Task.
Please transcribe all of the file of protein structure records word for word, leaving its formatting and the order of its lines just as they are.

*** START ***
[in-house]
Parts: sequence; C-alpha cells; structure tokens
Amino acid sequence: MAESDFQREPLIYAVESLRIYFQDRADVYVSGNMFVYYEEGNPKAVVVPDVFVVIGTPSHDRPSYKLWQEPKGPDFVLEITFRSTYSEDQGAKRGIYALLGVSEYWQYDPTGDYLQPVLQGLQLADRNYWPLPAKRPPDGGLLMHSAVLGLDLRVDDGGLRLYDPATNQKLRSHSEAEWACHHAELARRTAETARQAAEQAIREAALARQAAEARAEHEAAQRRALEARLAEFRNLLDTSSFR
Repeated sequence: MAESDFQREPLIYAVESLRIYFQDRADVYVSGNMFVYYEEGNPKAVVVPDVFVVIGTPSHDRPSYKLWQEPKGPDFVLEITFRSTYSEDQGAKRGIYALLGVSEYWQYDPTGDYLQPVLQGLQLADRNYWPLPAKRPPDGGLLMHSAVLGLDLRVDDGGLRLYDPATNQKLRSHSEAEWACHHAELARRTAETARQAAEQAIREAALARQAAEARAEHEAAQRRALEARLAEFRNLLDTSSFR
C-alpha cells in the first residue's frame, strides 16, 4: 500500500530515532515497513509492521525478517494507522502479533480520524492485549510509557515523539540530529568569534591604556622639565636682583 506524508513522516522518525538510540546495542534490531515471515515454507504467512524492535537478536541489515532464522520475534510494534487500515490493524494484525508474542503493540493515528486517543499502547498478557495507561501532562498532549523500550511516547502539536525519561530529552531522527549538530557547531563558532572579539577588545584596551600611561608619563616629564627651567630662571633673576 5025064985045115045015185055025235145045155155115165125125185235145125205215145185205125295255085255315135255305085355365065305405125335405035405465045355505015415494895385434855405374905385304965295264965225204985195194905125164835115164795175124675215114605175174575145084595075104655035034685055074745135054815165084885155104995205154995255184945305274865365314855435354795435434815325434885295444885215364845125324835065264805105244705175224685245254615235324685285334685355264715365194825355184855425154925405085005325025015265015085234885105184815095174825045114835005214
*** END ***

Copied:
[in-house]
Parts: sequence; C-alpha cells; structure tokens
Amino acid sequence: MAESDFQREPLIYAVESLRIYFQDRADVYVSGNMFVYYEEGNPKAVVVPDVFVVIGTPSHDRPSYKLWQEPKGPDFVLEITFRSTYSEDQGAKRGIYALLGVSEYWQYDPTGDYLQPVLQGLQLADRNYWPLPAKRPPDGGLLMHSAVLGLDLRVDDGGLRLYDPATNQKLRSHSEAEWACHHAELARRTAETARQAAEQAIREAALARQAAEARAEHEAAQRRALEARLAEFRNLLDTSSFR
Repeated sequence: MAESDFQREPLIYAVESLRIYFQDRADVYVSGNMFVYYEEGNPKAVVVPDVFVVIGTPSHDRPSYKLWQEPKGPDFVLEITFRSTYSEDQGAKRGIYALLGVSEYWQYDPTGDYLQPVLQGLQLADRNYWPLPAKRPPDGGLLMHSAVLGLDLRVDDGGLRLYDPATNQKLRSHSEAEWACHHAELARRTAETARQAAEQAIREAALARQAAEARAEHEAAQRRALEARLAEFRNLLDTSSFR
C-alpha cells in the first residue's frame, strides 16, 4: 500500500530515532515497513509492521525478517494507522502479533480520524492485549510509557515523539540530529568569534591604556622639565636682583 506524508513522516522518525538510540546495542534490531515471515515454507504467512524492535537478536541489515532464522520475534510494534487500515490493524494484525508474542503493540493515528486517543499502547498478557495507561501532562498532549523500550511516547502539536525519561530529552531522527549538530557547531563558532572579539577588545584596551600611561608619563616629564627651567630662571633673576 5025064985045115045015185055025235145045155155115165125125185235145125205215145185205125295255085255315135255305085355365065305405125335405035405465045355505015415494895385434855405374905385304965295264965225204985195194905125164835115164795175124675215114605175174575145084595075104655035034685055074745135054815165084885155104995205154995255184945305274865365314855435354795435434815325434885295444885215364845125324835065264805105244705175224685245254615235324685285334685355264715365194825355184855425154925405085005325025015265015085234885105184815095174825045114835005214